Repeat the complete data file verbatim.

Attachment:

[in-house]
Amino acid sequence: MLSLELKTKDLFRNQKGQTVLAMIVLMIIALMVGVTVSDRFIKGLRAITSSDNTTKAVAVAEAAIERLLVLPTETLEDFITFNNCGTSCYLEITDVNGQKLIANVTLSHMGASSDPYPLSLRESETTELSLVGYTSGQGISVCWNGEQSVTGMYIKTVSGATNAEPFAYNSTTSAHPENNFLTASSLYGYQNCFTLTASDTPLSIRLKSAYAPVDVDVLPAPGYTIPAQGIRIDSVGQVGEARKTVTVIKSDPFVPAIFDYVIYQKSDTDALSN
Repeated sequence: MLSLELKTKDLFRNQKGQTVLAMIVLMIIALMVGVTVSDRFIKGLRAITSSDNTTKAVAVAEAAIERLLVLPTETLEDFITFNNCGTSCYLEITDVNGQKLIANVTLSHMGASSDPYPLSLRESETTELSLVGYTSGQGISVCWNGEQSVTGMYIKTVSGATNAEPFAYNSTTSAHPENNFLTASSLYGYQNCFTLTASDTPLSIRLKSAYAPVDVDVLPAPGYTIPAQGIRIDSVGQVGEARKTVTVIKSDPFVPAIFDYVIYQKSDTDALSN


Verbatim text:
[in-house]
Amino acid sequence: MLSLELKTKDLFRNQKGQTVLAMIVLMIIALMVGVTVSDRFIKGLRAITSSDNTTKAVAVAEAAIERLLVLPTETLEDFITFNNCGTSCYLEITDVNGQKLIANVTLSHMGASSDPYPLSLRESETTELSLVGYTSGQGISVCWNGEQSVTGMYIKTVSGATNAEPFAYNSTTSAHPENNFLTASSLYGYQNCFTLTASDTPLSIRLKSAYAPVDVDVLPAPGYTIPAQGIRIDSVGQVGEARKTVTVIKSDPFVPAIFDYVIYQKSDTDALSN
Repeated sequence: MLSLELKTKDLFRNQKGQTVLAMIVLMIIALMVGVTVSDRFIKGLRAITSSDNTTKAVAVAEAAIERLLVLPTETLEDFITFNNCGTSCYLEITDVNGQKLIANVTLSHMGASSDPYPLSLRESETTELSLVGYTSGQGISVCWNGEQSVTGMYIKTVSGATNAEPFAYNSTTSAHPENNFLTASSLYGYQNCFTLTASDTPLSIRLKSAYAPVDVDVLPAPGYTIPAQGIRIDSVGQVGEARKTVTVIKSDPFVPAIFDYVIYQKSDTDALSN